This Is CNN . . . Losing Audience

In a move that shocked absolutely no one and interested relatively few, former U.S. Representative Adam Kinzinger (I-Ill.) has joined CNN as a “senior political commentator”—i.e., a glorified talking head. 

With significantly shrinking viewership since Donald Trump left the Oval Office, CNN has tried desperately to win audience share by hiring people only an uninformed leftist could view as appealing to people on the Right. 

The network’s biggest blunder so far has been Chris Wallace. CNN hired the former “Fox News Sunday” anchor for a whopping $6 million a year in an attempt to launch its CNN+ streaming product, which shut down in less than 30 days. It is safe to say viewers never wanted to pay extra to see on their mobile devices the same personalities they were already forced to watch at the airport. 

Wallace is now continuing his decline as he flails and flounders at the O.G. CNN, hosting a show most have never heard of called “Who’s Talking to Chris Wallace?” A better title might be “Who’s Watching Chris Wallace?” as the program averaged just 472,000 viewers and a paltry 81,000 in the vaunted 25-54 demographic.

Kinzinger’s value to CNN is similar to that of another senior political commentator at the network, former Ohio Governor John Kasich. They’re both milquetoast moderate to left-leaning Republicans who are best known for blurting “Orange Man Bad!” in a knee-jerk response to any suggested populist reform. Most people can’t name a single significant accomplishment of either Kinzinger or Kasich during their respective tenures in public office. They are both more known for the memes they generated: Kinzinger crying during a January 6 hearing and Kasich’s bizarre eating photos.

So why are they employed by the network?

Since joining the network last week, the only notable news to come out of Kinzinger’s pie hole has been . . . well . . . his hiring. He has said nothing of significance and has added nothing to the conversation and commentary at CNN beyond mimicking Democrats at the network’s talking points. 

A better question might be why network executives at CNN (or ABC News, for that matter, with their endless quest for a caricature of a “conservative” to place on “The View”) continue to hire these sorry Republicans-in-Name-Only?

It’s essentially the same reason that Democrats continue to push the January 6 “insurrection” narrative while millions of Americans are trying to navigate the worst inflation in more than 40 years: The Washington, D.C. political-media bubble is a different world.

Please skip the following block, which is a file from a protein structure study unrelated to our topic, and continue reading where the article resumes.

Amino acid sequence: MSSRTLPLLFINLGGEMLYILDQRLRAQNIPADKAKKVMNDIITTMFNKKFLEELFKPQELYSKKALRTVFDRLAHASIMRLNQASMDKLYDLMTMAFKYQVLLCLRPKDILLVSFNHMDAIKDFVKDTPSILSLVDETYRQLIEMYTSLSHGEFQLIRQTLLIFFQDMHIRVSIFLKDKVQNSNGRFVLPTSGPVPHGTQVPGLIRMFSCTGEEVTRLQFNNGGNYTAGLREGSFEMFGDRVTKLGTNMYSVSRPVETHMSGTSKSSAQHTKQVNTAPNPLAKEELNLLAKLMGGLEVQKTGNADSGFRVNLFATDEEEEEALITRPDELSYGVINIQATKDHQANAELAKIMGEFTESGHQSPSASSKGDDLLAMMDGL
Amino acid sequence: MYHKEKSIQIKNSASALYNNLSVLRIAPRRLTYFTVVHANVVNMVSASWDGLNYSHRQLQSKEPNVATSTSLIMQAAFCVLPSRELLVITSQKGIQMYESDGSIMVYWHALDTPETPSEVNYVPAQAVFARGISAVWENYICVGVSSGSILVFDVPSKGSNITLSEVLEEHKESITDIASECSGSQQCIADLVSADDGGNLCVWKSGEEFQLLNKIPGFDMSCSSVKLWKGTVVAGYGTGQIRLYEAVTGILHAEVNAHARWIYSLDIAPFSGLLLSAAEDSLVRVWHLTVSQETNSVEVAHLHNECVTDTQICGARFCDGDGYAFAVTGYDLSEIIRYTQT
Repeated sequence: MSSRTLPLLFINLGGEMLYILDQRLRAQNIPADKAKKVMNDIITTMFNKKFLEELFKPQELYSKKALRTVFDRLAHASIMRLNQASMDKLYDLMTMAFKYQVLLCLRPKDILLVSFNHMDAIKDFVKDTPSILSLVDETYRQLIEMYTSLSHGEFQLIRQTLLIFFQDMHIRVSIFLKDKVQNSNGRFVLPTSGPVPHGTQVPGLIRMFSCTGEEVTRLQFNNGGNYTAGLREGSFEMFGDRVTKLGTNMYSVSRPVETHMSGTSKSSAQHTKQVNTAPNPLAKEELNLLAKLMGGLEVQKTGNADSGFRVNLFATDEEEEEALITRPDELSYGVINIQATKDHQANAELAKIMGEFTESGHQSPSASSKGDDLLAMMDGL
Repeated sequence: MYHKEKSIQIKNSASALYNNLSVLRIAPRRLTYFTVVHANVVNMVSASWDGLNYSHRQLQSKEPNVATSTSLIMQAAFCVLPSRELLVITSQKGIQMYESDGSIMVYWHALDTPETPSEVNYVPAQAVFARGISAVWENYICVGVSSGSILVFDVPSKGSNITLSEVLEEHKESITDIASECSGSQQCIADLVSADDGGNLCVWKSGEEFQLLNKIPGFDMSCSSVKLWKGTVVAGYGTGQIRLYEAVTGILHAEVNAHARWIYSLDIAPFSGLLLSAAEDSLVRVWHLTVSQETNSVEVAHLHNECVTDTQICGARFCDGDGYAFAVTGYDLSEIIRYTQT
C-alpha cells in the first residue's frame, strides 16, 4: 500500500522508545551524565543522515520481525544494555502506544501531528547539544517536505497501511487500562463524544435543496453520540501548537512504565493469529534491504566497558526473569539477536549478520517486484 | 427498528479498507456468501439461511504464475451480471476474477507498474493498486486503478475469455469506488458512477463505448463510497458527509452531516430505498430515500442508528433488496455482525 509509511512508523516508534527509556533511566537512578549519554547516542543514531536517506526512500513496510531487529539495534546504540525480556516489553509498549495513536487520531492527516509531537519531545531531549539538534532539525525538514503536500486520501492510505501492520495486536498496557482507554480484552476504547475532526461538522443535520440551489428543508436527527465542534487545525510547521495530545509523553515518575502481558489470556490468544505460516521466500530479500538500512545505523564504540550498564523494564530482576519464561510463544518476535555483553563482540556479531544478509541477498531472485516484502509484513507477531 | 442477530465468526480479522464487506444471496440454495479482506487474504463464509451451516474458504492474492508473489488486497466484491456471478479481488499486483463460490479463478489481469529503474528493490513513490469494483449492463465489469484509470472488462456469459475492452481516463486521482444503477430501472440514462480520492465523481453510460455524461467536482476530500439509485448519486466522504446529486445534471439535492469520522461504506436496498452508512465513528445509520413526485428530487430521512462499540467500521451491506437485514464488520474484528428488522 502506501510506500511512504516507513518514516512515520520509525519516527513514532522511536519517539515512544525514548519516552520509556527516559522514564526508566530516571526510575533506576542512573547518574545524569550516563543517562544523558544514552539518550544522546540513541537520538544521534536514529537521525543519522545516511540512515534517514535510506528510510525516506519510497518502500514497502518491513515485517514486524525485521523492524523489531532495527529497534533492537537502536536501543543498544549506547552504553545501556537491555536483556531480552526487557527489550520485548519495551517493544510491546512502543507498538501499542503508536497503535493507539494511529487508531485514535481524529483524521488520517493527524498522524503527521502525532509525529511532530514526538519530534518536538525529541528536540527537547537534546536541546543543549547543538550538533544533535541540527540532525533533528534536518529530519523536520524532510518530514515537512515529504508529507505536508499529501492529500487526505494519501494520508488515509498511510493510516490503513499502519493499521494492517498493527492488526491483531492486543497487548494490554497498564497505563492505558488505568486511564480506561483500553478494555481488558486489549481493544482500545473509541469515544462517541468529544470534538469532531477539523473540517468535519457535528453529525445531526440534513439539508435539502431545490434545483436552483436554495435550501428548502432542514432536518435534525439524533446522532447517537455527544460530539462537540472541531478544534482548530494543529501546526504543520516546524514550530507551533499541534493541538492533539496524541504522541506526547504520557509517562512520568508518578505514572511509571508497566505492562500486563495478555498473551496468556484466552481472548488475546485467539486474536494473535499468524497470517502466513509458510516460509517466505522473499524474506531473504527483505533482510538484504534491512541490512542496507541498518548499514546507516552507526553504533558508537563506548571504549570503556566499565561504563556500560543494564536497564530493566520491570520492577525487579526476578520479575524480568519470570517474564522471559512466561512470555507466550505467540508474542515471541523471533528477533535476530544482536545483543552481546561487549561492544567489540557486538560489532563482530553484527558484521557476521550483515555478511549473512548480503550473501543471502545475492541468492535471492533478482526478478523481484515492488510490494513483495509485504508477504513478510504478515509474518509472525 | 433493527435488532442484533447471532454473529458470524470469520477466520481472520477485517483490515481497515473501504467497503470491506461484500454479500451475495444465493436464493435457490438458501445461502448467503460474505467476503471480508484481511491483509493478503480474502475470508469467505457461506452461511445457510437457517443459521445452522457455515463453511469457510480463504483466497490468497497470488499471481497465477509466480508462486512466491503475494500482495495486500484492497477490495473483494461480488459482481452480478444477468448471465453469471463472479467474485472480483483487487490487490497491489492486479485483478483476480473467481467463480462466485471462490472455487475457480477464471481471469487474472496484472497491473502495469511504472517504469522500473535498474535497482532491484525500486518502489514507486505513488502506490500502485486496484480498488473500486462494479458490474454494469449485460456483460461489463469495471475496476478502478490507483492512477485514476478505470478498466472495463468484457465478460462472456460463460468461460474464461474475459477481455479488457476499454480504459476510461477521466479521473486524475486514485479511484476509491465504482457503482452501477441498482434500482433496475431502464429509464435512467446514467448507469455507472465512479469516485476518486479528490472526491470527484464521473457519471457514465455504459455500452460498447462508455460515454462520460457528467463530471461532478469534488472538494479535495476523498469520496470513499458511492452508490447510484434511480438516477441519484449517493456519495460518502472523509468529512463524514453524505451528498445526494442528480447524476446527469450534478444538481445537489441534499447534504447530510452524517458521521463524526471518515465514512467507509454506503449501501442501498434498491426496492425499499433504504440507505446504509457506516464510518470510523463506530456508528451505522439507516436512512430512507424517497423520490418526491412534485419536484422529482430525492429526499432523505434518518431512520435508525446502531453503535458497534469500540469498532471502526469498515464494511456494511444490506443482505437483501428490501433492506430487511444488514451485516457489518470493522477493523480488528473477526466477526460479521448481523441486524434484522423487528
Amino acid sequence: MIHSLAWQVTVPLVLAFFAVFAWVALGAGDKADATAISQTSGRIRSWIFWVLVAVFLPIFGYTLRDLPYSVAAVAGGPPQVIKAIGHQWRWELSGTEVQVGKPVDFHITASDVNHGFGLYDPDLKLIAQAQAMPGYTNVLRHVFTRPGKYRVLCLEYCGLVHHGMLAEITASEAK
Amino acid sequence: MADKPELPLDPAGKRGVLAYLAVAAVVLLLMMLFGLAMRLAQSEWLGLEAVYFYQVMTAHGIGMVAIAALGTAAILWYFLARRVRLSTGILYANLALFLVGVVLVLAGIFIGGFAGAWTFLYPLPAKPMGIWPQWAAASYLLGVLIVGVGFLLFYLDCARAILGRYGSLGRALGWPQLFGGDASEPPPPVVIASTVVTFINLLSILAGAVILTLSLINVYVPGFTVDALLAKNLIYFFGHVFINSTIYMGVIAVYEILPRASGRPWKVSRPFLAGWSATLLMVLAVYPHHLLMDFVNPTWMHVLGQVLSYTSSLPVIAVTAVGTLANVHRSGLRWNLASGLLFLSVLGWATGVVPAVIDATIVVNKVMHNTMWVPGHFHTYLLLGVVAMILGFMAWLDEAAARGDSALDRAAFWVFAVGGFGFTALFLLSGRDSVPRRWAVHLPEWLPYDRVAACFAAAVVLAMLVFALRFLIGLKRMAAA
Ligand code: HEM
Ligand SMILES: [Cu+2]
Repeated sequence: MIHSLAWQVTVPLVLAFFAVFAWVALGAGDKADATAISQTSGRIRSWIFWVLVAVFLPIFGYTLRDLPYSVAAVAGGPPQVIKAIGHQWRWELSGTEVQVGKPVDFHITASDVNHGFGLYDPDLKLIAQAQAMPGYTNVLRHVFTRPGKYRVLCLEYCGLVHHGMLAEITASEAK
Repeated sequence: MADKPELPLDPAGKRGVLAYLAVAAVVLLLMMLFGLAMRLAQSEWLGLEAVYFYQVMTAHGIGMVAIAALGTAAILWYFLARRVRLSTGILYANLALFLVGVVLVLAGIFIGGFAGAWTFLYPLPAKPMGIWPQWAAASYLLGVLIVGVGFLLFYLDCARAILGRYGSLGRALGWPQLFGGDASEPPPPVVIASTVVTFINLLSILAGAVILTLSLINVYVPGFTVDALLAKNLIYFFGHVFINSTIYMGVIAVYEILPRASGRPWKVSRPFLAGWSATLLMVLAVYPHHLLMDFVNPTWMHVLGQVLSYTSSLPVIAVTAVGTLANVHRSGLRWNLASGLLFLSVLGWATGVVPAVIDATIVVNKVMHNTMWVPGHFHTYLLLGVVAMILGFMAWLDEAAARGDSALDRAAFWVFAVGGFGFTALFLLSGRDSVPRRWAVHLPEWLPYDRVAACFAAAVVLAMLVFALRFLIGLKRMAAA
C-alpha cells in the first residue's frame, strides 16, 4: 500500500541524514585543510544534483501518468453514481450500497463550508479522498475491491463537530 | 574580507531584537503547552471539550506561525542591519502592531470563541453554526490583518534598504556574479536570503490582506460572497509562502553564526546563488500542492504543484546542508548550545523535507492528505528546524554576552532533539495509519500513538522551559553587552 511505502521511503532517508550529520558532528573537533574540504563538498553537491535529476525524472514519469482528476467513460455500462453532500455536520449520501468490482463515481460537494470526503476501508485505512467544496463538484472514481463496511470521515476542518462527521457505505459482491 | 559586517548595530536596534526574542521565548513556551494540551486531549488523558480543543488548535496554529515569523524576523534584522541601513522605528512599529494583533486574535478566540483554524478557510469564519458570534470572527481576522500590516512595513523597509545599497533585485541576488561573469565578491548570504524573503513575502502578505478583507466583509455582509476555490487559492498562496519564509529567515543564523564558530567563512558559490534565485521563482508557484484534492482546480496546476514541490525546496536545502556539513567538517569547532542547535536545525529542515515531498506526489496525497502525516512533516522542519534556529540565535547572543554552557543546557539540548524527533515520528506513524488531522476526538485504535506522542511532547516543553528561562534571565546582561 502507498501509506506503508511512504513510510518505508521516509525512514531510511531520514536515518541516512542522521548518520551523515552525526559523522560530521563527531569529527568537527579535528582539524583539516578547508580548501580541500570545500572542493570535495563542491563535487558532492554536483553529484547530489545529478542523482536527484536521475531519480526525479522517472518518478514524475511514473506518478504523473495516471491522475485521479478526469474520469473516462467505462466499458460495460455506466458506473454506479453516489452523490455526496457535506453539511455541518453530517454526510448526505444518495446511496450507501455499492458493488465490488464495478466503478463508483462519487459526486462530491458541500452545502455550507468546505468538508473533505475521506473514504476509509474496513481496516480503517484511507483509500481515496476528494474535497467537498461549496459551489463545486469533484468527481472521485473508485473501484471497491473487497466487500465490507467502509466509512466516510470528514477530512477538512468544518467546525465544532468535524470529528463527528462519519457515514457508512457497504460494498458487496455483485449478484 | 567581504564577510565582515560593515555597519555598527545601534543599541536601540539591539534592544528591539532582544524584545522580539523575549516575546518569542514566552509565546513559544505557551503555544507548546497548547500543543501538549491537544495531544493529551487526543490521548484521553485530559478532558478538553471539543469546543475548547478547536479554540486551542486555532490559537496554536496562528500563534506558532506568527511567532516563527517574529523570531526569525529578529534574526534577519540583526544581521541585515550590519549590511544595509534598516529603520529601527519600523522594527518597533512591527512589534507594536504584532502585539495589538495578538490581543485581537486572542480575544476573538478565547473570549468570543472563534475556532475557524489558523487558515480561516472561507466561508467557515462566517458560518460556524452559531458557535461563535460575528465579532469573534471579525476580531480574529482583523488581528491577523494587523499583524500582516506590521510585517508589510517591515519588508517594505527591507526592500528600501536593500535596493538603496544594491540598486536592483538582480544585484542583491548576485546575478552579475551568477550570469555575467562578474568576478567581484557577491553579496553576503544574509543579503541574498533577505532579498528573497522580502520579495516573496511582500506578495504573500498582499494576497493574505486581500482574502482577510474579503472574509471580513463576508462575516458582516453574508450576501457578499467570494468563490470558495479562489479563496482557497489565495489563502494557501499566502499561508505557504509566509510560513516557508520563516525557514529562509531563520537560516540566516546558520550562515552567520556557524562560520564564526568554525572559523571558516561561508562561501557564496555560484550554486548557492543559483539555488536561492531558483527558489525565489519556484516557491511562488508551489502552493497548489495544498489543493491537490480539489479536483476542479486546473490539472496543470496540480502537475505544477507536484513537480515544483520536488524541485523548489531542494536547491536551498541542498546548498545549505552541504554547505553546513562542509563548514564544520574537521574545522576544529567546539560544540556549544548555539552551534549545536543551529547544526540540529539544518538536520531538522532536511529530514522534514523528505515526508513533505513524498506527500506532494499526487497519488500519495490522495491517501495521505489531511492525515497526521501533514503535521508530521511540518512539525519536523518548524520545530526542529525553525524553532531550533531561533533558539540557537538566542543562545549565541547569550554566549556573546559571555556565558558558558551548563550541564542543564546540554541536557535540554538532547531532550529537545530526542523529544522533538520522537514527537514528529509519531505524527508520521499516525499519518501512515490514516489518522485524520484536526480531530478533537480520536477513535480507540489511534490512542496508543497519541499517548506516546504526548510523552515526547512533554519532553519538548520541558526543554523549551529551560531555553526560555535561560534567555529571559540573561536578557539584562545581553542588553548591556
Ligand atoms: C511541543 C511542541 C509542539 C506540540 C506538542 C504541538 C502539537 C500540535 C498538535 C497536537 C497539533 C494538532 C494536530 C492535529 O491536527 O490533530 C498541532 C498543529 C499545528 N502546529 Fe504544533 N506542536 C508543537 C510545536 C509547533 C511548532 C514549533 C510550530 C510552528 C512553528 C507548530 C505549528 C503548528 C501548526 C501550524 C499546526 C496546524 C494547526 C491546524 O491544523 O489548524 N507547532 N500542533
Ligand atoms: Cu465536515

Elected officials and their media friends are in a perpetual cocktail hour together. They’re fans of one another and want nothing more than to be recognized and patted on the back by each other. In the middle of some of the worst economic struggles our country has suffered in decades, the bipartisan ruling class continues to come up with ideas that fix nothing and cost plenty. Yet they experience no pushback from corporate journalists or media executives who, not so very long ago, considered it their sacred duty to “afflict the comfortable and comfort the afflicted.”

It’s this political-media bubble that led to Kinzinger being touted as “reasonable” and “diverse” new voice at a dying network where he adds zero to the conversation. His is just another boring face repeating the same talking points as everybody else.  

Will this change? That depends. 

When I host a radio show and a liberal calls in to argue with me, I know it’s going to be a good show. Even if it’s a 90-second argument, the next hour will be filled with calls from conservatives who want to participate and weigh in on what was said. I can’t think of any reason why the same couldn’t happen at CNN, MSNBC, or even the Washington Post or New York Times. Diversity of thought and actual intellectual argument can get ratings and views.

But, for whatever reason, the executives at those failing media organizations aren’t interested in robust dialogue. To them, hiring boring, unaccomplished “yes men” to fill a seat and repeat the prevailing opinion is good enough—even as the audience keeps tuning out.

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About Tim Young

Tim Young is the media and culture critic for American Greatness.

Photo: Chip Somodevilla/Getty Images

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